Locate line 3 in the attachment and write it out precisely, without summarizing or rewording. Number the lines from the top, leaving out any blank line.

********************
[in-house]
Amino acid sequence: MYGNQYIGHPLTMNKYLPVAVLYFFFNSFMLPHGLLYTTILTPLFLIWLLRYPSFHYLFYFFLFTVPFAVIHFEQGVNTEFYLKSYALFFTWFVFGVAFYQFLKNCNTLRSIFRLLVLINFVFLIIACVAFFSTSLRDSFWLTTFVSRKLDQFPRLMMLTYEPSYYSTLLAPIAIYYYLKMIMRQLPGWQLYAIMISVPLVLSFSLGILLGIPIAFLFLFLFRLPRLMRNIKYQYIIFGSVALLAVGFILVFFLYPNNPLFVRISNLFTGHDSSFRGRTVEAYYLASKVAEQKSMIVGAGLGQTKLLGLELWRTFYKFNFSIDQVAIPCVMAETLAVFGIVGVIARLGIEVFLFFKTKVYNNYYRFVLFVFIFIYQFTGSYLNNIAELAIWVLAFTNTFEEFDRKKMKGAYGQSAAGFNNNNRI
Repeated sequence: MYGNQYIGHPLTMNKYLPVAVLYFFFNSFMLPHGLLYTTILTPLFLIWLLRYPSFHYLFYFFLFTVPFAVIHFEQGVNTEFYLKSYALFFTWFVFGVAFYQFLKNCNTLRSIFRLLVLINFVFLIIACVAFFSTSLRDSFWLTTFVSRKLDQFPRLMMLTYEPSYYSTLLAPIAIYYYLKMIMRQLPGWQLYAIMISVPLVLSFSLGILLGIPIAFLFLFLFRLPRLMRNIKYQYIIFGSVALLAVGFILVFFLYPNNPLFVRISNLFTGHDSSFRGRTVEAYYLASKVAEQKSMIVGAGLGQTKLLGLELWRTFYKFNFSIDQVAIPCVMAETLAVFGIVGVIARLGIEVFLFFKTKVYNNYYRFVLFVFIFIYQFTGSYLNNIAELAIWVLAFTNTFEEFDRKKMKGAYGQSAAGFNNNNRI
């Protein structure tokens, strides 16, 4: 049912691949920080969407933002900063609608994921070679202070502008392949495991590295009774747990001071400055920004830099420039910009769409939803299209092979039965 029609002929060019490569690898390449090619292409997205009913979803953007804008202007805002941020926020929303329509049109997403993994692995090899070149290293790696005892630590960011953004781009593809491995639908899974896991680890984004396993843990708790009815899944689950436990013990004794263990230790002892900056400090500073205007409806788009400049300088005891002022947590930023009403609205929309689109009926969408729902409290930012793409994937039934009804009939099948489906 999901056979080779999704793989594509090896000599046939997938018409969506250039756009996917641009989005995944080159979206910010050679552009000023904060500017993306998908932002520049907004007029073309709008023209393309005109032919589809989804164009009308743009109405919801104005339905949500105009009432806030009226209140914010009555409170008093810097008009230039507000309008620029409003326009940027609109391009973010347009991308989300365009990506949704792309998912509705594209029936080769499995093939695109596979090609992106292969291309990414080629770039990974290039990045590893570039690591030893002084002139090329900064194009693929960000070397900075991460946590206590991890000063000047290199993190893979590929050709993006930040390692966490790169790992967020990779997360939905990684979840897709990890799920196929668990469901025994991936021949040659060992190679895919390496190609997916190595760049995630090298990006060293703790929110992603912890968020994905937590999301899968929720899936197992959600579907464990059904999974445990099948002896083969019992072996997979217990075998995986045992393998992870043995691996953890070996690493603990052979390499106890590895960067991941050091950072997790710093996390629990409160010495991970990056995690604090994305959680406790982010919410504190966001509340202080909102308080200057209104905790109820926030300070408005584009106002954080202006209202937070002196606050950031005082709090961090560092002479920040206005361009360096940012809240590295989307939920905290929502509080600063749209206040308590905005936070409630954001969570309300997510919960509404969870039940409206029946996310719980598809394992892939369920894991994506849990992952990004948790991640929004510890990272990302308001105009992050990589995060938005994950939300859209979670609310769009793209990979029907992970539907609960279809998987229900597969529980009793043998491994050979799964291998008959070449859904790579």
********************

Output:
Repeated sequence: MYGNQYIGHPLTMNKYLPVAVLYFFFNSFMLPHGLLYTTILTPLFLIWLLRYPSFHYLFYFFLFTVPFAVIHFEQGVNTEFYLKSYALFFTWFVFGVAFYQFLKNCNTLRSIFRLLVLINFVFLIIACVAFFSTSLRDSFWLTTFVSRKLDQFPRLMMLTYEPSYYSTLLAPIAIYYYLKMIMRQLPGWQLYAIMISVPLVLSFSLGILLGIPIAFLFLFLFRLPRLMRNIKYQYIIFGSVALLAVGFILVFFLYPNNPLFVRISNLFTGHDSSFRGRTVEAYYLASKVAEQKSMIVGAGLGQTKLLGLELWRTFYKFNFSIDQVAIPCVMAETLAVFGIVGVIARLGIEVFLFFKTKVYNNYYRFVLFVFIFIYQFTGSYLNNIAELAIWVLAFTNTFEEFDRKKMKGAYGQSAAGFNNNNRI